I think that is a very nice organization/separation of different considerations and intended audiences. And the ‘sharding’ of content into four separate volumes is really not intended as a ploy to sell more with what could be squeezed into one book. :) The first volume itself has 300 pages! And David only spent the minimally required time on the requisite “what is” cloud computing and Windows Azure platform topics (just the two initial chapters, as a matter of fact). He then immediately dived into more detailed discussions around the consumption-based billing model and its impacts, and many aspects that contribute into a pragmatic strategy for cloud computing adoption.

    Having worked with Windows Azure platform since its inception, and successfully delivering multiple real-world customer projects, David definitely has a ton of lessons, best practices, and insights to share. Really looking forward to the rest of the series.

    Kudos to David!

     

  • Architecture + Strategy

    Applied Architecture Patterns on the Microsoft Platform

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    Applied Architecture Patterns on the Microsoft PlatformJust saw a friend, Richard Seroter the “Architect Extraordinaire”, publish a new book from Packt – Applied Architecture Patterns on the Microsoft Platform; his second book after SOA Patterns with BizTalk Server 2009. Even though technical books usually don’t make it onto NY Times Best Sellers and that they usually don’t help the authors retire from their full-time jobs, putting one together and making it through the publishing process is still a very significant effort. Thus I just want to say, congrats Richard! :)

    The new book covers different architectural perspectives, and provides a nice overview on the latest shipping technologies on the Microsoft enterprise platform including WCF/WF 4.0, Windows Server AppFabric (which is one of the most interesting things on the Microsoft platform today IMO, including the Windows Azure AppFabric), BizTalk Server, SQL Server and StreamInsight, and Windows Azure platform. It then goes into more detail around various types of application and data integration patterns (and at different levels; not just messaging patterns), and discusses the trade-offs and best practices for the multiple solutions that can be used to apply each pattern, and scenarios.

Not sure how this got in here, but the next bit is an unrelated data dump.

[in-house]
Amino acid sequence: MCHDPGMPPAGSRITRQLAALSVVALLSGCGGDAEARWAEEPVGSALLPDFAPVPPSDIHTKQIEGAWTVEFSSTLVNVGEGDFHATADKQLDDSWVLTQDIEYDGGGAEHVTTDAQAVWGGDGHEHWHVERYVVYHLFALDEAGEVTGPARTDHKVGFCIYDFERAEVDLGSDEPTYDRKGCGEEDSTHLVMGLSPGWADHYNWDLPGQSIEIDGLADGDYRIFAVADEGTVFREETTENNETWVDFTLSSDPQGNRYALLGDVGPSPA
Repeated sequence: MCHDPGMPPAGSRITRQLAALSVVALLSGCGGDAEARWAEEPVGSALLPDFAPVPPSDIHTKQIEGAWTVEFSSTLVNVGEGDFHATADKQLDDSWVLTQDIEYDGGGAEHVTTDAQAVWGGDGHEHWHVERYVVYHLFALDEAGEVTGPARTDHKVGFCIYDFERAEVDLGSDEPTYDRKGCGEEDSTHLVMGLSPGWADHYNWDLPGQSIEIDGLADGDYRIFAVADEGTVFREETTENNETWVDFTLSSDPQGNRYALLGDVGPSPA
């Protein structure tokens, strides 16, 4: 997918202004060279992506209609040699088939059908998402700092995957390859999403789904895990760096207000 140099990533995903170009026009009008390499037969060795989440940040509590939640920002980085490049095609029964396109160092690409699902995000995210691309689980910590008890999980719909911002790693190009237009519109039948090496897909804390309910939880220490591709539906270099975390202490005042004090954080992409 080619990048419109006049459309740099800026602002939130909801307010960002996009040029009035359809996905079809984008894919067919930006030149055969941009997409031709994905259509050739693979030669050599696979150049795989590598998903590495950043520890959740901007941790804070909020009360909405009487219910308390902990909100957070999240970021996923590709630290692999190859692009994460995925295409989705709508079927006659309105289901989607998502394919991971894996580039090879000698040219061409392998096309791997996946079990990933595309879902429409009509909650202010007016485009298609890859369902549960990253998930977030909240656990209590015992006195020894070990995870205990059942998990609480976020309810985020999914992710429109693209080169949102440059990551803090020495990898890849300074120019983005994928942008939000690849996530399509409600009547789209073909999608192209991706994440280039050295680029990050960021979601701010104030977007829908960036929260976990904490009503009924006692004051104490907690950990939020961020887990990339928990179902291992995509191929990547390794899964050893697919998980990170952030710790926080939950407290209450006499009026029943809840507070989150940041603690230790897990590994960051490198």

It’s not another one of those “what’s possible with cloud computing” books. The authors took a pragmatic approach to identify and describe today’s real-world architectural issues and patterns, from simple workflows, the requisite pub-sub, content-based routing, message broadcasting, etc., to complex event processing, master data synchronization, handling large data and burst Web traffic; and provided architectural considerations (including on-premises and cloud-based models) and options on how these commonly encountered patterns can be implemented with the components of the Microsoft enterprise platform.

    Kudos to the authoring team!

  • Architecture + Strategy

    Azure Capacity Assessment

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    Hanu Kommalapati, a very esteemed colleague and co-author on our book SOA with .NET and Windows Azure, provided some guidance on how to estimate and assess capacity requirements in Windows Azure. Read more about it on Hanu’s blog at http://blogs.msdn.com/b/hanuk/archive/2011/02/01/windows-azure-capacity-assessment.aspx.